Trump’s Wall of Shame

Anna King

Anna King is a research associate with the Palast Investigative Fund. Below is her assessment of Trump’s Wall.

The Rio Grande runs through the Cañón de Santa Elena. Mexico is on the left and Big Bend National Park in the U.S. is on the right. Photo: Michael Janke | Flickr.

Václav Havel believed the absence of civil society will inevitably produce economic crime. As history shows, there are no shortage of politicians who simply don’t care about people, but it is much rarer to find one that might stir the dormant goodwill in people. Trump’s strategy as a president is to fuel the fears of Americans. The whole country suffers from the aggression and division. People are in need of hearing that decency and courage make sense again.

I grew up behind the “Iron Curtain” and I happen to understand how division and fear work. The walls and fences around the world are a symbol of the totalitarian regimes and are “relatively ineffective.” These physical boundaries dividing people can have different origins and reasonings, but a wall is above all the admission of a fundamental vulnerability, exposing the fears and anxieties of those whom build it.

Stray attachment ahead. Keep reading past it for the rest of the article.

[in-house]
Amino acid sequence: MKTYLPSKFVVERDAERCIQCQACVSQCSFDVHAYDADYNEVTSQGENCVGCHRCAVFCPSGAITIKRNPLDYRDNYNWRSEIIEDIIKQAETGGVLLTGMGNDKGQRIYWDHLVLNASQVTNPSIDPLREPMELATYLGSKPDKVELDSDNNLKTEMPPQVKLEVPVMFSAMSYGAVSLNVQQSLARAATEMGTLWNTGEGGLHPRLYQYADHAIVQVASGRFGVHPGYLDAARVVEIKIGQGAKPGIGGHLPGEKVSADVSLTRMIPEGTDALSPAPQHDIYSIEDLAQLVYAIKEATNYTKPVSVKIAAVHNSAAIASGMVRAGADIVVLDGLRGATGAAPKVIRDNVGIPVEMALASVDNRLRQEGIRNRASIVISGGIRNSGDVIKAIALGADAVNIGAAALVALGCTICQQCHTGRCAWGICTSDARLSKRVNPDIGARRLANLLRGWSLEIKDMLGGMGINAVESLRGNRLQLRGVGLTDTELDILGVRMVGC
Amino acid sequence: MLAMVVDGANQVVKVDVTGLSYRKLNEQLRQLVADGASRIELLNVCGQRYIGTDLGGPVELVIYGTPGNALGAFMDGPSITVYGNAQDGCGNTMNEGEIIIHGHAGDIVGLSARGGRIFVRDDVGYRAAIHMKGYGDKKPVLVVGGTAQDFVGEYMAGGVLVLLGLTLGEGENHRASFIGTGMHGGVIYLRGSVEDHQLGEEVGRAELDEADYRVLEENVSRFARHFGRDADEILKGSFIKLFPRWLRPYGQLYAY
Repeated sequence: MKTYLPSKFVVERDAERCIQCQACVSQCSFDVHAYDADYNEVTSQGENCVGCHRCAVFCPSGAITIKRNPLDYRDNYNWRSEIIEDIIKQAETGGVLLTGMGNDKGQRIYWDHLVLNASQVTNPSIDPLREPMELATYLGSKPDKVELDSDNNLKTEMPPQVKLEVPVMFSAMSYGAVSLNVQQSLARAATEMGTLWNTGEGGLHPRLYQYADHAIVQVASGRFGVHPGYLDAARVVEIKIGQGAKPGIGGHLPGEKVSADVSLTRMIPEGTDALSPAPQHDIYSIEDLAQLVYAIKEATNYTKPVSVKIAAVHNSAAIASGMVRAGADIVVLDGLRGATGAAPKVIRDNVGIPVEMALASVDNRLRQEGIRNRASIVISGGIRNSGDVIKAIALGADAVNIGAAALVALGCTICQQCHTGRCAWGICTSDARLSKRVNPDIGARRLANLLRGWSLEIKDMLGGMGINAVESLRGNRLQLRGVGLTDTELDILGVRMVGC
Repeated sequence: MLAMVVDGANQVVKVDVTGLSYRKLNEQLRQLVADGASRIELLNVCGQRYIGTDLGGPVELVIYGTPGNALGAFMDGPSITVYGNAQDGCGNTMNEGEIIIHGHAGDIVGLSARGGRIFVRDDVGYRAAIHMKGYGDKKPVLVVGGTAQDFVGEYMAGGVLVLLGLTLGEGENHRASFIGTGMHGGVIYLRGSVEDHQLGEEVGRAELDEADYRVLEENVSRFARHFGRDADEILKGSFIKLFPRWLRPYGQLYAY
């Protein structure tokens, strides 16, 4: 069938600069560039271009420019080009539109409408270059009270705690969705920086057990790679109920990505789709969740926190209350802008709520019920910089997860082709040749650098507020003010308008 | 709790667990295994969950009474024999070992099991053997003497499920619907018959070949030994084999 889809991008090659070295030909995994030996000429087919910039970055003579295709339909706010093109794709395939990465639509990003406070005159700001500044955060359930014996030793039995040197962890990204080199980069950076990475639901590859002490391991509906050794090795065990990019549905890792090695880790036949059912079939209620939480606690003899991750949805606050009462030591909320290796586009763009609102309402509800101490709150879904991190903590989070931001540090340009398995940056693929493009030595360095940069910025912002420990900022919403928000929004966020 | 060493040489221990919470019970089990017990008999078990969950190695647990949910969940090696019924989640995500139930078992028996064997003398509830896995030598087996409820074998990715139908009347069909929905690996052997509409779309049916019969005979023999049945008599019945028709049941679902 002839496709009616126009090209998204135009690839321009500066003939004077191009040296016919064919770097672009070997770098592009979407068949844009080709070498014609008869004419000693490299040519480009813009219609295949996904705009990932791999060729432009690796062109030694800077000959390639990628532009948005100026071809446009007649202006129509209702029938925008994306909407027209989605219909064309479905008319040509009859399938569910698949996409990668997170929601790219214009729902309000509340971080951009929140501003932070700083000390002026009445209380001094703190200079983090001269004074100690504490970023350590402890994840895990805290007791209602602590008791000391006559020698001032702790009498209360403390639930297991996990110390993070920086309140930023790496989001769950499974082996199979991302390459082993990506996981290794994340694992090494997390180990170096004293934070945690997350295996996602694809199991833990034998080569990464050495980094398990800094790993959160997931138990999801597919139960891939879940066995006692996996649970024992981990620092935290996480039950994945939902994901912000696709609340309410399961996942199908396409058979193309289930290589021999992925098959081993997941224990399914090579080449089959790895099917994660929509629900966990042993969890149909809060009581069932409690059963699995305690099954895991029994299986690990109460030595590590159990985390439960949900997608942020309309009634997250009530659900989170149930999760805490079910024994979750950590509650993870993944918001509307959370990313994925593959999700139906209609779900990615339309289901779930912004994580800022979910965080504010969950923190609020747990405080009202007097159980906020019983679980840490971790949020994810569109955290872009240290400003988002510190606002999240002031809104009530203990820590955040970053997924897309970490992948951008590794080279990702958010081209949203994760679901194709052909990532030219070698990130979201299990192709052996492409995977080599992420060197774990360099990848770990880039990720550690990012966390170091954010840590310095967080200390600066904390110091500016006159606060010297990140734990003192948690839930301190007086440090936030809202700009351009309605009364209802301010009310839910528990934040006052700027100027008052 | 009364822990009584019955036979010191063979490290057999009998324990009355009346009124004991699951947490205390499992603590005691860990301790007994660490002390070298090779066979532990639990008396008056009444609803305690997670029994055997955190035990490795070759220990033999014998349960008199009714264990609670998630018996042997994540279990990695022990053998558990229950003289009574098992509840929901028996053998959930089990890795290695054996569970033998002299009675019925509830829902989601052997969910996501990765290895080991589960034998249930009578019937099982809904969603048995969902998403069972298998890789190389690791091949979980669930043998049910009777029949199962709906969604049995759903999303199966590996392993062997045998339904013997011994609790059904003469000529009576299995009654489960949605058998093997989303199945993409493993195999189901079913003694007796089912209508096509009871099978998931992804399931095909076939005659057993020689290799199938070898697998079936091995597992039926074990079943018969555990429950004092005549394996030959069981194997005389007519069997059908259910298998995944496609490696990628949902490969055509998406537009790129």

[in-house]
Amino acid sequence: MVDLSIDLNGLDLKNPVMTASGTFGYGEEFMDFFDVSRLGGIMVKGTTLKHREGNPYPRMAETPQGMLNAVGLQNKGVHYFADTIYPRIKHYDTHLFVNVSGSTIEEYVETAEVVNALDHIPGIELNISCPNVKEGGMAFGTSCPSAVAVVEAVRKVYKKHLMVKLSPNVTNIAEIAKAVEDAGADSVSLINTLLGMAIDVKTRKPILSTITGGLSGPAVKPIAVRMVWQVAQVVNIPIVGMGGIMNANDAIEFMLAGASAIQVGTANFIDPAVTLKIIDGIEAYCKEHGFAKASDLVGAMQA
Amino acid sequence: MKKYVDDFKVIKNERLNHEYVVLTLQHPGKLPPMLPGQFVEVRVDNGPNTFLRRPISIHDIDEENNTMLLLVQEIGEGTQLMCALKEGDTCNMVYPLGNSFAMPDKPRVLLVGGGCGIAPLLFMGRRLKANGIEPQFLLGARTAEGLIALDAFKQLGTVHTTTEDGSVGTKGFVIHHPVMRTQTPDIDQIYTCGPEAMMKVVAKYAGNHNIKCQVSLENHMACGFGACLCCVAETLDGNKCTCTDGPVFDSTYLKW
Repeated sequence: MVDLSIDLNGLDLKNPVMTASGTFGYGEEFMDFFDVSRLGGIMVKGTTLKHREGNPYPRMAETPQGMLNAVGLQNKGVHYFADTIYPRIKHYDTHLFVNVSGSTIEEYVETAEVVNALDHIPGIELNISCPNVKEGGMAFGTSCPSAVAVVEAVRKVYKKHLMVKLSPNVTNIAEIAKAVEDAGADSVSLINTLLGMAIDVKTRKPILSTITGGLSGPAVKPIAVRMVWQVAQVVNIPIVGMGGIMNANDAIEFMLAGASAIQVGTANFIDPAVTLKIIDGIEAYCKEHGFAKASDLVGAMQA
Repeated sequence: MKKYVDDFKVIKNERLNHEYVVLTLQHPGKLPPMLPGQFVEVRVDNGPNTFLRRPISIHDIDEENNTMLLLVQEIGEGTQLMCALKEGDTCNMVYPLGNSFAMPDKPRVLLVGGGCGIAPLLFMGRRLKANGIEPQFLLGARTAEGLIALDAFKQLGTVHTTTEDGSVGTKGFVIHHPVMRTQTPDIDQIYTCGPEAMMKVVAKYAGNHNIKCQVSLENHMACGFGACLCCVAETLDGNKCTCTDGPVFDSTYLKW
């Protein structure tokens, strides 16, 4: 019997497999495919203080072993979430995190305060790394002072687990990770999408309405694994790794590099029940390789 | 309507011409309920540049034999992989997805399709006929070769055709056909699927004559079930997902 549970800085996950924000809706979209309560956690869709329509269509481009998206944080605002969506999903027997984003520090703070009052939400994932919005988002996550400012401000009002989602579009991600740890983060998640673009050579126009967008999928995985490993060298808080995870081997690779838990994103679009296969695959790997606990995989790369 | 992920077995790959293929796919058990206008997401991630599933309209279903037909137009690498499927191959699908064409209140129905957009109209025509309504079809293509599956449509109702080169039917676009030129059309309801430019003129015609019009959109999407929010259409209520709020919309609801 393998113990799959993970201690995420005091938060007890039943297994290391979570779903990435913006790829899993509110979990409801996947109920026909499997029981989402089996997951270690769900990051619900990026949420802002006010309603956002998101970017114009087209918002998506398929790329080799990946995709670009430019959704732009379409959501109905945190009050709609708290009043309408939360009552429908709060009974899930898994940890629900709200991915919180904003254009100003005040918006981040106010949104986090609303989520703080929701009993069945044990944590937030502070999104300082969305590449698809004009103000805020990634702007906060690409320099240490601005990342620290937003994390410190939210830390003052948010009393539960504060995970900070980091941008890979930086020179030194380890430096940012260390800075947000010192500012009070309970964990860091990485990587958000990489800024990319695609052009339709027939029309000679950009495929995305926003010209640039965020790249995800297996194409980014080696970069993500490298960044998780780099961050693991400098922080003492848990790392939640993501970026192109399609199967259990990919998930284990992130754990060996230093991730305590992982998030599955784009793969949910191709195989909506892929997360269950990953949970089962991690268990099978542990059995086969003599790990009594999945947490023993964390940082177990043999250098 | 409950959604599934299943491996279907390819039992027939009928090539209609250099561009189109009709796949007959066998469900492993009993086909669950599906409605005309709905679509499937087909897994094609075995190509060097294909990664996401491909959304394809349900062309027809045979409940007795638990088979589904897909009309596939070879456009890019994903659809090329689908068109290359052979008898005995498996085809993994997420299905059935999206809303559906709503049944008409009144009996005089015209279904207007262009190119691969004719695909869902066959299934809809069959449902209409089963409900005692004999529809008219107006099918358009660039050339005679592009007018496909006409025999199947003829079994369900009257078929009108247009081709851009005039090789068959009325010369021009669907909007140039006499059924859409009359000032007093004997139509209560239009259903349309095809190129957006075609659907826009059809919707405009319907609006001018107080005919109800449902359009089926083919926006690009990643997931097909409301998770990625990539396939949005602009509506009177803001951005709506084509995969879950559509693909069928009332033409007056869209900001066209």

While starving the country, cutting down budgets for Public Education, Health Care and the Environment, Trump’s priority is the costly construction of a continent-wide wall, to protect us all from crime and terrorism. But experts claim that: ”A border wall is the anti-terrorist version of the bridge to nowhere. It’s big, expensive, and a waste of resources.”

From San Diego to Brownsville, following the windy path of the Rio Grande with its delicate ecosystem, the terrain presents countless challenges. Arizona and New Mexico are mountainous. The Coronado National Forest, in southeastern Arizona and southwestern New Mexico, has several 9,000-ft peaks.

“There’s a big gap in our knowledge here scientifically in terms of what actual impacts could be or will be,” said Jesse Lasky, a biologist and professor at Penn State University who has conducted one of the few studies examining the effect of existing barriers on wildlife along the border.

According to a 2013 federal study, even before accounting for climate change the region is expected to run a “staggering” water supply shortage of almost 600,000 acre-feet in 2060. Some Texas border cities have been at the forefront of water conservation, and the U.S. and Mexico have found ways to cooperate on protecting the Rio Grande — until now. The border wall and its construction will effect the Rio Grande, which provides drinking and irrigation water to 6 million people and 2 million acres of farmland on both sides of the Texas-Mexico border.